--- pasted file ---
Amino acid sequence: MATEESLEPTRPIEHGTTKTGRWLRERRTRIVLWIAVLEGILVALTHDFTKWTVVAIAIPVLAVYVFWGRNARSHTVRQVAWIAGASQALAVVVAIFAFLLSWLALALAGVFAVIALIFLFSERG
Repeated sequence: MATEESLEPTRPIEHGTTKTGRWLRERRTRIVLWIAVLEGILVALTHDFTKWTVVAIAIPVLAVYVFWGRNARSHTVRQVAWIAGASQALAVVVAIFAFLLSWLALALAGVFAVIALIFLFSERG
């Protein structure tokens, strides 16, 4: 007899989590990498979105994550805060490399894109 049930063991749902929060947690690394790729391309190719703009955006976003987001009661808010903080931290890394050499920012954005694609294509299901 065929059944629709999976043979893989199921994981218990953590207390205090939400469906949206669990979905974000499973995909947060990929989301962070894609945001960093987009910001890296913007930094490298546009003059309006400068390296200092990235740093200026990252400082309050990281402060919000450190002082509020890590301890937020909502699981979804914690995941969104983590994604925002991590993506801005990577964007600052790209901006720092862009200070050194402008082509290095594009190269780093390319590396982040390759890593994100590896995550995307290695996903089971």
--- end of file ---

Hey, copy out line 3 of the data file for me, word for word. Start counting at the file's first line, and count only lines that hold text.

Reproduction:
């Protein structure tokens, strides 16, 4: 007899989590990498979105994550805060490399894109 049930063991749902929060947690690394790729391309190719703009955006976003987001009661808010903080931290890394050499920012954005694609294509299901 065929059944629709999976043979893989199921994981218990953590207390205090939400469906949206669990979905974000499973995909947060990929989301962070894609945001960093987009910001890296913007930094490298546009003059309006400068390296200092990235740093200026990252400082309050990281402060919000450190002082509020890590301890937020909502699981979804914690995941969104983590994604925002991590993506801005990577964007600052790209901006720092862009200070050194402008082509290095594009190269780093390319590396982040390759890593994100590896995550995307290695996903089971």